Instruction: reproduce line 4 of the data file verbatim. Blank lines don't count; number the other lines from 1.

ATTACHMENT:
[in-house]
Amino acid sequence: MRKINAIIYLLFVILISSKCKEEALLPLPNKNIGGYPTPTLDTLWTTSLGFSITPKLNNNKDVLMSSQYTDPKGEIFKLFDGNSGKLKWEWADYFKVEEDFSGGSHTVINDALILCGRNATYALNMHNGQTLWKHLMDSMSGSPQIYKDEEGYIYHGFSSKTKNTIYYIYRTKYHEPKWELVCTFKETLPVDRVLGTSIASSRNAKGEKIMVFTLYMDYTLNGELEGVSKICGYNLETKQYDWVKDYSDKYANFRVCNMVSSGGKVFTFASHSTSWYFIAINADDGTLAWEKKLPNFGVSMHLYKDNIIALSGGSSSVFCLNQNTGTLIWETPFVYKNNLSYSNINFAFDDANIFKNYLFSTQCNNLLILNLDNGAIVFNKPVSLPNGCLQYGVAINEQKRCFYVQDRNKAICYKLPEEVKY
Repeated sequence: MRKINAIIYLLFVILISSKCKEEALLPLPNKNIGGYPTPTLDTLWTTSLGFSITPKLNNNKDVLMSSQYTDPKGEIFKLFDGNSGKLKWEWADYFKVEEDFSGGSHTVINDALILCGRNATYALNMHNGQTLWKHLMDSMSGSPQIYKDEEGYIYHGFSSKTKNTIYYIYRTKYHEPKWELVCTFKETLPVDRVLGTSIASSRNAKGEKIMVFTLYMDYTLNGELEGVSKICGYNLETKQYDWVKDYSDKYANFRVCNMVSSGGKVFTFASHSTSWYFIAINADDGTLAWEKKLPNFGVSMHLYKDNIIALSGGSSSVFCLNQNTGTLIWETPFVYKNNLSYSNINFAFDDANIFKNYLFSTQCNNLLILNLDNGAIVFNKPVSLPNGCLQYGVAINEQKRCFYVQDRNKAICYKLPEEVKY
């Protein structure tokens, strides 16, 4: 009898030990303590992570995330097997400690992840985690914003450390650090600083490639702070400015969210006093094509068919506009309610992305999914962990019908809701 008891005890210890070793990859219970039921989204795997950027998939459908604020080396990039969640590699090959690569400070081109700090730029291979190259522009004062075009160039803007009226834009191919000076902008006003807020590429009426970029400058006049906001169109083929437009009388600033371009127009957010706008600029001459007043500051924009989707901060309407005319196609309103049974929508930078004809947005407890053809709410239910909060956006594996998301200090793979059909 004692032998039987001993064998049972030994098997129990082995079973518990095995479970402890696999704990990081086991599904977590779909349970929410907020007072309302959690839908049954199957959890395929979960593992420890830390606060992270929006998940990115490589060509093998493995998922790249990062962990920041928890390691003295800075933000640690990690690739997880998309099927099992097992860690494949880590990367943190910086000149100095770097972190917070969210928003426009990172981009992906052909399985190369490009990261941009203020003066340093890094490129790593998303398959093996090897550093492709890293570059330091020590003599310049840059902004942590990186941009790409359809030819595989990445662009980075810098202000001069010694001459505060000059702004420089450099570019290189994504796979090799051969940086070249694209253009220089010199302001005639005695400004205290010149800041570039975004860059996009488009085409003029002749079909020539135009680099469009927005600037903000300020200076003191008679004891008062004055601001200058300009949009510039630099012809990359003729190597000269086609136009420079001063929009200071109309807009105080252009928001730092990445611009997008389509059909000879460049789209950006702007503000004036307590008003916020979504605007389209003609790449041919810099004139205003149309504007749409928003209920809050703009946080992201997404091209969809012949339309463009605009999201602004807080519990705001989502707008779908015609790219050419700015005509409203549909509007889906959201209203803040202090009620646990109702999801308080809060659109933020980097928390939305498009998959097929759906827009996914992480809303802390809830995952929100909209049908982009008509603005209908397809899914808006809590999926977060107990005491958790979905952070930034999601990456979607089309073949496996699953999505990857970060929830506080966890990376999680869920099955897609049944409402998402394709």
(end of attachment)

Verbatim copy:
């Protein structure tokens, strides 16, 4: 009898030990303590992570995330097997400690992840985690914003450390650090600083490639702070400015969210006093094509068919506009309610992305999914962990019908809701 008891005890210890070793990859219970039921989204795997950027998939459908604020080396990039969640590699090959690569400070081109700090730029291979190259522009004062075009160039803007009226834009191919000076902008006003807020590429009426970029400058006049906001169109083929437009009388600033371009127009957010706008600029001459007043500051924009989707901060309407005319196609309103049974929508930078004809947005407890053809709410239910909060956006594996998301200090793979059909 004692032998039987001993064998049972030994098997129990082995079973518990095995479970402890696999704990990081086991599904977590779909349970929410907020007072309302959690839908049954199957959890395929979960593992420890830390606060992270929006998940990115490589060509093998493995998922790249990062962990920041928890390691003295800075933000640690990690690739997880998309099927099992097992860690494949880590990367943190910086000149100095770097972190917070969210928003426009990172981009992906052909399985190369490009990261941009203020003066340093890094490129790593998303398959093996090897550093492709890293570059330091020590003599310049840059902004942590990186941009790409359809030819595989990445662009980075810098202000001069010694001459505060000059702004420089450099570019290189994504796979090799051969940086070249694209253009220089010199302001005639005695400004205290010149800041570039975004860059996009488009085409003029002749079909020539135009680099469009927005600037903000300020200076003191008679004891008062004055601001200058300009949009510039630099012809990359003729190597000269086609136009420079001063929009200071109309807009105080252009928001730092990445611009997008389509059909000879460049789209950006702007503000004036307590008003916020979504605007389209003609790449041919810099004139205003149309504007749409928003209920809050703009946080992201997404091209969809012949339309463009605009999201602004807080519990705001989502707008779908015609790219050419700015005509409203549909509007889906959201209203803040202090009620646990109702999801308080809060659109933020980097928390939305498009998959097929759906827009996914992480809303802390809830995952929100909209049908982009008509603005209908397809899914808006809590999926977060107990005491958790979905952070930034999601990456979607089309073949496996699953999505990857970060929830506080966890990376999680869920099955897609049944409402998402394709």